From athletes to non-native speakers, eyecare pros across the country are driving business performance by finding niche demographics.
Sometimes a clear path to capturing new business sits in plain view. A patient with limited English struggling to communicate during an appointment. A big-and-tall man seeking large frames. A basketball-crazed teen in need of prescription eyewear on the hardwood. Recognizing the needs of these patient groups and other often-underserved segments of American society and then addressing their needs with equal doses of strategy and sincerity can help an optical business earn new customers, deepen its marketplace penetration and boost financial performance.
Here are five optical businesses that discuss how they spotted a niche group and then crafted a plan to cater to that demographic in practical, profitable ways.
By Daniel P. Smith
THE BIG GUYS
“We’re in an area that’s highly Scandinavian, so there are a lot of big dudes around,” says Nikki Griffin, owner of EyeStyles Optical and Boutique in Oakdale, MN.
About a year ago, one such man of larger proportions walked into EyeStyles and handed Griffin a pair of broken frames. He asked Griffin if she could score him a replacement, noting that his doctor’s office had stopped carrying larger frames. As Griffin researched options for that individual and also reflected on the local market need, it became clear that “big dudes” and their female counterparts failed to earn much legitimate attention.
“There’s nothing out there and you know there’s a market for it, so you say, ‘Why don’t we become the destination? Big guys go to big-and-tall stores for clothing, so let’s become their place for eyewear,’” Griffin says.
In February 2016, Griffin began bringing that vision to life.
She commissioned a custom-made, 4-foot display board featuring frames for men sized 58-65 and women sized 56 and up. Constructed out of pallet wood with pipe flanges holding acrylic frame rods, the merchandising display features a playful graphic of Paul Bunyan and his beloved ox, Babe. The fun, lighthearted visual pays homage to northern folklore well known in EyeStyles’ parts, but also helps the optical shop build a story around its niche efforts.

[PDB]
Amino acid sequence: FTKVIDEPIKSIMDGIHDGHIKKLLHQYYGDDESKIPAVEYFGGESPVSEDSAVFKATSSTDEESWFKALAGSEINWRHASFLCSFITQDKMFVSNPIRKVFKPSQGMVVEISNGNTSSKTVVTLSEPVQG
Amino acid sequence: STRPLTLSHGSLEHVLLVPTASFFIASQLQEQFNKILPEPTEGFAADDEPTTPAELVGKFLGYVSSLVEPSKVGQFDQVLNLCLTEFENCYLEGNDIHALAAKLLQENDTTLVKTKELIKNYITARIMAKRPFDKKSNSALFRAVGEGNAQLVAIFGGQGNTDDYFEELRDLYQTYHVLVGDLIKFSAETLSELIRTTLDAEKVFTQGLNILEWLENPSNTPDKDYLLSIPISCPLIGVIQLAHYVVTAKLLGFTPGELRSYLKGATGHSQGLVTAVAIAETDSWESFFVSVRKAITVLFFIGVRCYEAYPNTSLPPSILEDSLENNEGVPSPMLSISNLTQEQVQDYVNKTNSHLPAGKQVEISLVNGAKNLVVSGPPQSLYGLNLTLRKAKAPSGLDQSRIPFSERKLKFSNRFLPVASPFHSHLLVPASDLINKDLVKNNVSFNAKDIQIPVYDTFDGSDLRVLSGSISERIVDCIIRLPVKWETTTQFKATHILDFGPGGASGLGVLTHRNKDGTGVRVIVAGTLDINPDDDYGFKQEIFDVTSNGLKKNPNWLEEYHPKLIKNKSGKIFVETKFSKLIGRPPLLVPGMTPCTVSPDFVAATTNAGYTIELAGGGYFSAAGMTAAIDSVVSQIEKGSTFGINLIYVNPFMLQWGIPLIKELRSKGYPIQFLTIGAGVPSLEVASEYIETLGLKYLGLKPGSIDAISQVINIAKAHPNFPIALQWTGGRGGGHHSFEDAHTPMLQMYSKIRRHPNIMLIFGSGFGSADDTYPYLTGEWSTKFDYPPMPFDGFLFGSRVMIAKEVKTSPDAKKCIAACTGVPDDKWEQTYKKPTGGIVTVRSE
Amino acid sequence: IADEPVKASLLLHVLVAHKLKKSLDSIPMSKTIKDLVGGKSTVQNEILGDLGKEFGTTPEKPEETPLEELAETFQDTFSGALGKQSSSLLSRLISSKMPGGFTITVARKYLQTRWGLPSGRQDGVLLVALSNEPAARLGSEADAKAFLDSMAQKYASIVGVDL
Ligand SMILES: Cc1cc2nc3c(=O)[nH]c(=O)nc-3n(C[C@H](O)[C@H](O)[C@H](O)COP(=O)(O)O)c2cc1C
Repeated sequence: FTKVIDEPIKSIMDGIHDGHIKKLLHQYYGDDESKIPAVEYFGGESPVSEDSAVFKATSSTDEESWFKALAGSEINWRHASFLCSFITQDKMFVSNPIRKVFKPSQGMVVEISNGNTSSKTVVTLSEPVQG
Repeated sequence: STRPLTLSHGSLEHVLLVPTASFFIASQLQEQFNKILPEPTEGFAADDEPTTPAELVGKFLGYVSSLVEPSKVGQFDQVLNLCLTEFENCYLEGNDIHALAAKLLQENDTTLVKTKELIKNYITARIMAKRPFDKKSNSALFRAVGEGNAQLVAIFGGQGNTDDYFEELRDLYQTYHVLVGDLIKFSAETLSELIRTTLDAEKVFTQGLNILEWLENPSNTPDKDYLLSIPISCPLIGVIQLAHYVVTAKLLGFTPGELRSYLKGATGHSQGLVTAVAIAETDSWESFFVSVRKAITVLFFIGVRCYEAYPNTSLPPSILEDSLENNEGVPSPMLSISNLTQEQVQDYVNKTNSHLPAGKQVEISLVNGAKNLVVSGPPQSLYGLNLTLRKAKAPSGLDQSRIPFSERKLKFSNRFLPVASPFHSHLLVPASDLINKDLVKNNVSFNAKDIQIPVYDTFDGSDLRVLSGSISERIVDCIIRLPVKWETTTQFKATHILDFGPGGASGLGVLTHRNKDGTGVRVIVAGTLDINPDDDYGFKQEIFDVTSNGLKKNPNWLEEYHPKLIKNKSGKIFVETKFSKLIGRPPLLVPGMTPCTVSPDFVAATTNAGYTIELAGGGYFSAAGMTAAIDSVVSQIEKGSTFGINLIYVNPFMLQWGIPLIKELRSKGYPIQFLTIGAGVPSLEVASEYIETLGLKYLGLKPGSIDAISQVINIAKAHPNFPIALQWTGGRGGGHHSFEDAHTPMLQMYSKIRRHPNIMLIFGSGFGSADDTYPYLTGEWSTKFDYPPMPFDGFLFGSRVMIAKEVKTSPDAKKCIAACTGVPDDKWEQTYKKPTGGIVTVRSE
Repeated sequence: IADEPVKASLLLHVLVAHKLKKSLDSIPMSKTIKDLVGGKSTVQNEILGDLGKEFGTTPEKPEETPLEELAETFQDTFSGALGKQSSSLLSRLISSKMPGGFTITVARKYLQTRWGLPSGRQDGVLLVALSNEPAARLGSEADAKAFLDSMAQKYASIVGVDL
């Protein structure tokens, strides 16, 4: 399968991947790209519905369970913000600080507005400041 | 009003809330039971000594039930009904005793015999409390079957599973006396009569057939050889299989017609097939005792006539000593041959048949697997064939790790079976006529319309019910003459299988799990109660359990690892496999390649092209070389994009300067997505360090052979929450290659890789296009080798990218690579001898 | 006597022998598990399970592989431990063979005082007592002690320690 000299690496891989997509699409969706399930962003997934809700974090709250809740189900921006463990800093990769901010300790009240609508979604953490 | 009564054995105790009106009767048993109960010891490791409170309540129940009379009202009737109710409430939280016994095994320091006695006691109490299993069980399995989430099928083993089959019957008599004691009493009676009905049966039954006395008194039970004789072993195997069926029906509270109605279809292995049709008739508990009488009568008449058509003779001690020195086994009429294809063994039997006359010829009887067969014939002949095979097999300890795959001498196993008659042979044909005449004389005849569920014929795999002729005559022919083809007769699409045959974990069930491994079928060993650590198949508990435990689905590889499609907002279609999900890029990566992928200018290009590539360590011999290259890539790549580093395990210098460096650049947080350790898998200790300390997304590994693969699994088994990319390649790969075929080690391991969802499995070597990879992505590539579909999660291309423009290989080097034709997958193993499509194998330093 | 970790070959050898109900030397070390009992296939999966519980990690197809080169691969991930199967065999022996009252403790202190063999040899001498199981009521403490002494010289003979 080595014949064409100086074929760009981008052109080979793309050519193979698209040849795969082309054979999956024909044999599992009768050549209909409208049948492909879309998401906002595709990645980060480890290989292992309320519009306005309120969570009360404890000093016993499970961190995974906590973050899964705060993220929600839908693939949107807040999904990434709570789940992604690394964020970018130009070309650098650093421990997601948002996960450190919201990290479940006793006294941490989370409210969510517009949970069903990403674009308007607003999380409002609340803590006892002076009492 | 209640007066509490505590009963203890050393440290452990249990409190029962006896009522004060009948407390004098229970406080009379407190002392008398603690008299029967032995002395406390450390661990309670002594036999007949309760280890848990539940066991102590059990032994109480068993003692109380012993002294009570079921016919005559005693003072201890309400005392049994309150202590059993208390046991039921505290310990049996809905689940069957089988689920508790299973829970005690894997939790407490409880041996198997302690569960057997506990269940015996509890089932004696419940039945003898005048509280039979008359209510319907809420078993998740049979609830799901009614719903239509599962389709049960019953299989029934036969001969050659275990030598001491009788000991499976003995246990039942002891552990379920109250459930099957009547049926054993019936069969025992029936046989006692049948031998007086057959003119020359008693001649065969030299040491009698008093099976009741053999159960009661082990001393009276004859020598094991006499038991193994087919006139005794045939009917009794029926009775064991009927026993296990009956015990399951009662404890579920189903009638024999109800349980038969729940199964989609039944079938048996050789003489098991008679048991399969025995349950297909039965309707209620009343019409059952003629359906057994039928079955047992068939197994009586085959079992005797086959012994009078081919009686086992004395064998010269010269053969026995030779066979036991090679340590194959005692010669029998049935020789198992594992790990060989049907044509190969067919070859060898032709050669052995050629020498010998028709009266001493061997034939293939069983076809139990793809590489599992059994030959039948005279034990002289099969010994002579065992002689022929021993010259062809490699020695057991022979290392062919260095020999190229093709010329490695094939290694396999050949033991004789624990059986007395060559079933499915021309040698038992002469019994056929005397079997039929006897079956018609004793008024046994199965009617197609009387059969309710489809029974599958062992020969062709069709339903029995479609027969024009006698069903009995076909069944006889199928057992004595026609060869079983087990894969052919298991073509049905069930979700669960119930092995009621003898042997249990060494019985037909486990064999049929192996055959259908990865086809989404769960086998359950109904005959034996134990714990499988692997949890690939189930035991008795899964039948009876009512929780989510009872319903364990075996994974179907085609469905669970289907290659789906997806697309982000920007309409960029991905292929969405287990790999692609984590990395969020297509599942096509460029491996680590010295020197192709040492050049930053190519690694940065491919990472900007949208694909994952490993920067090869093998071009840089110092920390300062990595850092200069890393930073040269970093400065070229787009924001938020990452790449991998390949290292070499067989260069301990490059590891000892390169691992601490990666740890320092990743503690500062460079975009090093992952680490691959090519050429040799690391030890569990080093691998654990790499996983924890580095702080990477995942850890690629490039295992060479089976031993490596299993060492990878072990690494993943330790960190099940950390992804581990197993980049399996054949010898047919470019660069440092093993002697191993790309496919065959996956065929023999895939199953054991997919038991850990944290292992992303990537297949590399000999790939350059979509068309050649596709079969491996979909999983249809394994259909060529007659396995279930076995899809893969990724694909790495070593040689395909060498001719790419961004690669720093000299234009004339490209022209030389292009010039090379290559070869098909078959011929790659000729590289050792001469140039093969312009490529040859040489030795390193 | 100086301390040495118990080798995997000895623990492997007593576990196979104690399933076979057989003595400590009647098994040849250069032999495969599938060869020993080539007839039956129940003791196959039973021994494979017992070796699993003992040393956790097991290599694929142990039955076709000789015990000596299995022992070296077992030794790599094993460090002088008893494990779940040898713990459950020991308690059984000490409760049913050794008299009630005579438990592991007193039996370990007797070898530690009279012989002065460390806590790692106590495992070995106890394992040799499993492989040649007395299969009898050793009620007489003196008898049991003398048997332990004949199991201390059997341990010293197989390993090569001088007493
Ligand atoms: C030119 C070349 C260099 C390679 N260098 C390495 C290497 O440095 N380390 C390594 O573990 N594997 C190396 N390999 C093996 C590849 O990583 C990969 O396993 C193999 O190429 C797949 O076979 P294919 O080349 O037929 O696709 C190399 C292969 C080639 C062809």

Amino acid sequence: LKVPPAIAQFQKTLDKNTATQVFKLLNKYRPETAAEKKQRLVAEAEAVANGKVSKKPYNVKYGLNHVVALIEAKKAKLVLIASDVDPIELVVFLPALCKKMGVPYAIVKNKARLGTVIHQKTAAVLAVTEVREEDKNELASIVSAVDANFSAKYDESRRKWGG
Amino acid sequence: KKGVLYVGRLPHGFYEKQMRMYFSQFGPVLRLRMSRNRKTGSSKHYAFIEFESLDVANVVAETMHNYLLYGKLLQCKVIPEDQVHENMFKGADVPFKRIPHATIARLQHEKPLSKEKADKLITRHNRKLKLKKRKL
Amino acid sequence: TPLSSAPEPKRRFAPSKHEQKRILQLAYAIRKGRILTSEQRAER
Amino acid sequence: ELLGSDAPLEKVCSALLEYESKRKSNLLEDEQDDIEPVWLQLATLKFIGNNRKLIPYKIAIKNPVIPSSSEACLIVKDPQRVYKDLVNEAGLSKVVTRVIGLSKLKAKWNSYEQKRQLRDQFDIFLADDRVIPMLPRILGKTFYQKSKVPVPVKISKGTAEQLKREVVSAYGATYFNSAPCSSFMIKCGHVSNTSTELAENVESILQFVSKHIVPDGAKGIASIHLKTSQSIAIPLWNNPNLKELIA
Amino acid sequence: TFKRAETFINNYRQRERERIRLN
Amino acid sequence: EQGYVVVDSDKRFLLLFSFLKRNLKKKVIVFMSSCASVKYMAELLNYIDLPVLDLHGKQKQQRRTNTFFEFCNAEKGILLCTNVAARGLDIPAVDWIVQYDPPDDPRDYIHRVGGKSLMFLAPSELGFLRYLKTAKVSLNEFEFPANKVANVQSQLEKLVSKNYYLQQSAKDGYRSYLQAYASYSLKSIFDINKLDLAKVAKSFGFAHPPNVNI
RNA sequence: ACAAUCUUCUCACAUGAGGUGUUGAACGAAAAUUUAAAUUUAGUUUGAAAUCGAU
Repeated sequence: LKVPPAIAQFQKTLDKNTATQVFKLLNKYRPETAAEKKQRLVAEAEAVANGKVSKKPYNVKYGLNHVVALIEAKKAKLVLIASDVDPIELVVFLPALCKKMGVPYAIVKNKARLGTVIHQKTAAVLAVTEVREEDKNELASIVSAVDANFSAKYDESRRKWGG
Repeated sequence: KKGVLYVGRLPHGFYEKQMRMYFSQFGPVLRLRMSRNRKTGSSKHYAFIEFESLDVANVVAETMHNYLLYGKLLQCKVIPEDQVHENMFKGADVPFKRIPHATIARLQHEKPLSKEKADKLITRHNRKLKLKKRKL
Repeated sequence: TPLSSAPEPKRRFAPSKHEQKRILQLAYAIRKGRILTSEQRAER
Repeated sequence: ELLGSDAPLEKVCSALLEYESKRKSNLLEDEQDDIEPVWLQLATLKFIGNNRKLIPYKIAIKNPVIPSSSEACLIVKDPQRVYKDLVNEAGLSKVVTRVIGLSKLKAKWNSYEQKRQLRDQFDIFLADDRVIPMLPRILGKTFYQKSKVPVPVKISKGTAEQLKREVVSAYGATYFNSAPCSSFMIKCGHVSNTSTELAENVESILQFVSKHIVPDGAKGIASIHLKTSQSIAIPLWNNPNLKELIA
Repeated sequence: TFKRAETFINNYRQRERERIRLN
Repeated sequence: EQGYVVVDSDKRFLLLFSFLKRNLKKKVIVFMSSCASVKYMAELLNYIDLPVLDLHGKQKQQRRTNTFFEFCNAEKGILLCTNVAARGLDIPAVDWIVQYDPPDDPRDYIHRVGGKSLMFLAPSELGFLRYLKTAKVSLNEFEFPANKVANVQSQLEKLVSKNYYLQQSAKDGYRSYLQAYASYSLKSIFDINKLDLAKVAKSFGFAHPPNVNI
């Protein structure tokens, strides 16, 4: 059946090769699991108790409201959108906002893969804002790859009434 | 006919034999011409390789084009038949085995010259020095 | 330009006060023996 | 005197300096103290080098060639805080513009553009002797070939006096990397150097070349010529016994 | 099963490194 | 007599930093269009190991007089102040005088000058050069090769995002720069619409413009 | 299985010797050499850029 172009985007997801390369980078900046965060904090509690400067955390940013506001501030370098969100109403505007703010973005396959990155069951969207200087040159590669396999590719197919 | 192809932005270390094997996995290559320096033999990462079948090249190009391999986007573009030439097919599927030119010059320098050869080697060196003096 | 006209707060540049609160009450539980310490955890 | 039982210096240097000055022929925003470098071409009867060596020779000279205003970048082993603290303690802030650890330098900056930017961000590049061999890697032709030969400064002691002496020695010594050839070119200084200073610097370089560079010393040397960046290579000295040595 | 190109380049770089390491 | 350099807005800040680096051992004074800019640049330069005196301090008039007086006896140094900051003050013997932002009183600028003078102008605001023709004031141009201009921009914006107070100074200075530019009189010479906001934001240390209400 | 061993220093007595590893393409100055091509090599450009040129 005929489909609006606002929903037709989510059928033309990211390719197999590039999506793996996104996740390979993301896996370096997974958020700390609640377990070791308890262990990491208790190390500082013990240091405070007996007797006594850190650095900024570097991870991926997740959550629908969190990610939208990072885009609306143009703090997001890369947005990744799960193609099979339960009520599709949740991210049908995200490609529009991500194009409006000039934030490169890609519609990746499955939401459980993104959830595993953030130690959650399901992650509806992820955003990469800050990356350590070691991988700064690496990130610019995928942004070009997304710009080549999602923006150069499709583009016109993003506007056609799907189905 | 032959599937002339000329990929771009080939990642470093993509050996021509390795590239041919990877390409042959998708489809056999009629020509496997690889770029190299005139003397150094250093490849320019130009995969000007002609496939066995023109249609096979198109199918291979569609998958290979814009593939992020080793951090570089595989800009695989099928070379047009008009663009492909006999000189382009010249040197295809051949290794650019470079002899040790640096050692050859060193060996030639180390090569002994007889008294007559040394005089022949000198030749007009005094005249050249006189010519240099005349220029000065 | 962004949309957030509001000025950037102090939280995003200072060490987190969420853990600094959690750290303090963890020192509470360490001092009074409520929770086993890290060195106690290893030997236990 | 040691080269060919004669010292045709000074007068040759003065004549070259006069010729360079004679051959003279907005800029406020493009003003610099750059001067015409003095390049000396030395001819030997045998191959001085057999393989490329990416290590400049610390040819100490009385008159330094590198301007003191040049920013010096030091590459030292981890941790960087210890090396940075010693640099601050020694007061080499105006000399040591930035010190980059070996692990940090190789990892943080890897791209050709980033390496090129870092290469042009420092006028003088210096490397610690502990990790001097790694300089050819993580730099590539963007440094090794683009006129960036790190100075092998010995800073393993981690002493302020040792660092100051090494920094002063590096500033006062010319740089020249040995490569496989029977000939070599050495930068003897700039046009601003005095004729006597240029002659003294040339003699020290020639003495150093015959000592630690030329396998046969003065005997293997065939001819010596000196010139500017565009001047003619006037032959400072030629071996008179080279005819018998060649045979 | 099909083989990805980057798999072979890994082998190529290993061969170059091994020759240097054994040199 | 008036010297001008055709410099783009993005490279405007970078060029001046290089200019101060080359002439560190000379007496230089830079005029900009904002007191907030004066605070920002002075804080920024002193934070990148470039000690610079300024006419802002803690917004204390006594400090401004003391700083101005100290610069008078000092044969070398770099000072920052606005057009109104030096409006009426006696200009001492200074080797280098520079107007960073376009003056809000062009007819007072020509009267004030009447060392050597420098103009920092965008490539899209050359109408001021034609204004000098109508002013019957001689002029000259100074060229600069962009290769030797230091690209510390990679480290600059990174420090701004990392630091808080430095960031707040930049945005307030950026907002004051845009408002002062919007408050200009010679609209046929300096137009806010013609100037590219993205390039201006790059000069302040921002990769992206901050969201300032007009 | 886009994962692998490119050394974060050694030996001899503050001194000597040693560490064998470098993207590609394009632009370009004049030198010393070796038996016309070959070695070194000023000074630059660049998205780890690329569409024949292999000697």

The “Paul and Babe Board” presents 80 frame options from the likes of Etnia Barcelona, Fatheadz and Modern Optical’s B.M.E.C. line. The deep selection is a significant departure from the handful of large frames most optical shops carry and has helped EyeStyles gain marketplace traction.
“These people who need bigger frames now don’t have to settle. They can find what they need with us,” says Griffin, who is opening a new, larger EyeStyles location in Oakdale this fall in which the “Paul and Babe Board” will be featured prominently.
EyeStyles Optical and Boutique, Oakdale, MN
Ramp up Your Business with the Big Guys
➜ Before Griffin invested in a single pair of big frames, she first investigated the available inventory from manufacturers and assessed the opportunity to make a full, compelling collection. “If you can’t make a collection out of it, then it’s just weak,” she says.
➜ Most “big guy” glasses are of the traditional variety, but Griffin worked to push her selection beyond convention, a mindset characterized by a number of fashion-forward looks from Etnia Barcelona. “Big guys want fashionable eyewear, too,” she says.
➜ One notable observation Griffin’s made of “big guy” customers: “This particular market isn’t big into plastic frames. They prefer metal.”
THE UNINSURED (OR THE UNDERINSURED)
At EyeShop Optical Center, a 5-year-old operation located on the northern outskirts of Columbus, OH, Dr. Cynthia Sayers noticed an escalating number of self-pay patients and families without any vision coverage.
“It wasn’t necessarily that these patients couldn’t afford vision coverage, but rather that employers simply weren’t offering vision coverage as an option,” Sayers says.
That reality bothered Sayers, who began contemplating potential solutions capable of benefiting patients and her practice.
“Instead of losing these people, I said, ‘Let’s find a way to make it more affordable for them,’” Sayers says.
The EyeTeam, an exclusive EyeShop membership program in which patients pay an annual fee — $25 for individuals and $40 for families — in return for discounts throughout the year on contacts, glasses and exams.
“It’s kind of like our own little insurance plan,” Sayers says.
Consider an individual walking off the street into EyeShop, where a comprehensive eye exam runs $120. If that individual joins the program for $25 and then pays the discounted $60 exam rate, he or she is immediately ahead of the game $35 compared to paying out of pocket. Thereafter, the individual receives such dollar-saving benefits as: a 10 percent discount on contact lens materials; 30 percent off the individual’s first complete eyewear; and a 30 percent markdown on non-prescription sunglasses.
For families paying $40, the savings only multiply.
“That’s where the benefits of this program really kick in,” Sayers says.